These two tracks symbolize an historic and philosophical split, with the Kyoto track associated with developed countries (minus the US) taking the majority of the responsibility, while the long-term, post-2012 track sought to bring developed and developing countries into one agreement. In Cancún, these philosophical differences were far less loaded than in Copenhagen, and were less exclusively focused on the US, China, India, Brazil and South Africa. Part of the struggle is that in the 15 years since Kyoto was created, the planet’s emissions profile has changed substantially, and today the nations in the Kyoto Protocol account for only 27 percent of global emissions. That kind of coverage doesn’t say “we’re all in this together” over the long term.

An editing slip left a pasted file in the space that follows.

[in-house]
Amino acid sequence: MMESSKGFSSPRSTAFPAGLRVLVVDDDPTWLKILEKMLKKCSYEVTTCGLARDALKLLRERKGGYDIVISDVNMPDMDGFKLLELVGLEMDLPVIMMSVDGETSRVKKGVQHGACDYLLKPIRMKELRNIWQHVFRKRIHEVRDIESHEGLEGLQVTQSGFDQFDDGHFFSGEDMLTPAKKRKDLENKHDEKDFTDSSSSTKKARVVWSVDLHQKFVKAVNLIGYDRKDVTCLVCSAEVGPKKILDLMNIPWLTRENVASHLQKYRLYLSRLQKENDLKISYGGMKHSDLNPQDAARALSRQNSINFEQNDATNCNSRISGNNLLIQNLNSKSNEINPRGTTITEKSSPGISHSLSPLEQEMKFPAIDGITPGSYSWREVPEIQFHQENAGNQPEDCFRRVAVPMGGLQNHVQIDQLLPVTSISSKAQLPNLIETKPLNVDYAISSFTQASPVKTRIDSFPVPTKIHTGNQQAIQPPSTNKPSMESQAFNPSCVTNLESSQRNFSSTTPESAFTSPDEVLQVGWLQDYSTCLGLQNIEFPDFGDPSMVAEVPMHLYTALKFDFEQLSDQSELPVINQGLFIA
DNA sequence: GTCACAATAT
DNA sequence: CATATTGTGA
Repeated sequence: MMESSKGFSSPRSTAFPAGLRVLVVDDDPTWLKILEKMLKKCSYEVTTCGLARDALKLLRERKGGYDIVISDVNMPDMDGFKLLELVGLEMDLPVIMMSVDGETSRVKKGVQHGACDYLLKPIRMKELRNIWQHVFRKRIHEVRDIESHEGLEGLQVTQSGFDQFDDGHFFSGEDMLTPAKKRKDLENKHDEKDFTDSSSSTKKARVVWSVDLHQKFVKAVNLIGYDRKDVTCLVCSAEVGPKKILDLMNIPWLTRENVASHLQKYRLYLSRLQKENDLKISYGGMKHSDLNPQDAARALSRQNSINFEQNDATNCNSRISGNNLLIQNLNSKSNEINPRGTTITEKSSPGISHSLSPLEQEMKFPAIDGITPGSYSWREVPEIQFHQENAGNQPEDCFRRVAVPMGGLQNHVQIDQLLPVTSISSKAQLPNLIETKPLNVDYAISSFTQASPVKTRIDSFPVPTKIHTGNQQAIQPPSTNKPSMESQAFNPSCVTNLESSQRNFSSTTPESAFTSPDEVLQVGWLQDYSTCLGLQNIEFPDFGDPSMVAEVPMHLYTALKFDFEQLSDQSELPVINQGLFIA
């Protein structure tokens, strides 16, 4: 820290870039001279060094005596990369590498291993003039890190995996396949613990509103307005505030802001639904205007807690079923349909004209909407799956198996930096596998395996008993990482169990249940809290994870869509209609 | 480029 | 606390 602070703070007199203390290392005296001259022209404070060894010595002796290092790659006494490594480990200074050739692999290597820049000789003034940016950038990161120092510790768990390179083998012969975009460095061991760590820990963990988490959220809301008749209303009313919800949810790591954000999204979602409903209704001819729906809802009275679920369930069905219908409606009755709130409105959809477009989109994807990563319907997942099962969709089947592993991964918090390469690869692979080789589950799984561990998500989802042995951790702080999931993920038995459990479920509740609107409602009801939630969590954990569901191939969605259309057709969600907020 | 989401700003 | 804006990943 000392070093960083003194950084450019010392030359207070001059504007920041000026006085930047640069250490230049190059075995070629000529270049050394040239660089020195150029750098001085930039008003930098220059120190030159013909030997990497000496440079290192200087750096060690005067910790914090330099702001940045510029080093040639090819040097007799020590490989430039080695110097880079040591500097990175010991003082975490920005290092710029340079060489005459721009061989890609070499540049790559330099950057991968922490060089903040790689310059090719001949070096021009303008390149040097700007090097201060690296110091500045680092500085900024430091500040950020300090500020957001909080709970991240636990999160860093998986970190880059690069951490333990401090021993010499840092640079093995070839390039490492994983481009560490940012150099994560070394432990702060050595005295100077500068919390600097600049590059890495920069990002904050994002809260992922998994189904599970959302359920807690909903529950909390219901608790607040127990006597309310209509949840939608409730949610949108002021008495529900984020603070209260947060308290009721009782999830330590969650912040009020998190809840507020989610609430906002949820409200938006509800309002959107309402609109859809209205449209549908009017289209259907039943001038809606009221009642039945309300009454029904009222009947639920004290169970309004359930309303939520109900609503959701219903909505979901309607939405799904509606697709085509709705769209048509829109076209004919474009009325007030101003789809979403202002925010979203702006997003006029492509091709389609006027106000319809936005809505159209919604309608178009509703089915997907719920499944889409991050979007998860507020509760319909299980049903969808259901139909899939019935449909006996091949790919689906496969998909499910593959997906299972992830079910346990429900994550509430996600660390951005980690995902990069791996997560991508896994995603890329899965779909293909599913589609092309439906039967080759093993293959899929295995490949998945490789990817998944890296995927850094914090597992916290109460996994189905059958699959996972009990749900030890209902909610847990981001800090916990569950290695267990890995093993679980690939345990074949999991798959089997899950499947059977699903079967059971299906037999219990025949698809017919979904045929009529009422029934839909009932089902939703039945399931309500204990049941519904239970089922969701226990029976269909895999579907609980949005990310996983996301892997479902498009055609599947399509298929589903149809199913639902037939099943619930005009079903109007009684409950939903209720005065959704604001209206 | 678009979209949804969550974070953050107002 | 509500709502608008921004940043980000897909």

The inclusion of China, India and other advancing countries in post-2012 targets and international reporting was a critical sticking point for the Umbrella Group countries (Russia, Canada, the US, Australia and Japan). Japan changed the tone on the first day of the conference by refusing to sign on to a second commitment period under the Kyoto Protocol. This announcement was based on a decision of the Japanese cabinet and was therefore non-negotiable, deflating expectations that an extension of the Kyoto Protocol was possible, and forcing parties to consider different options.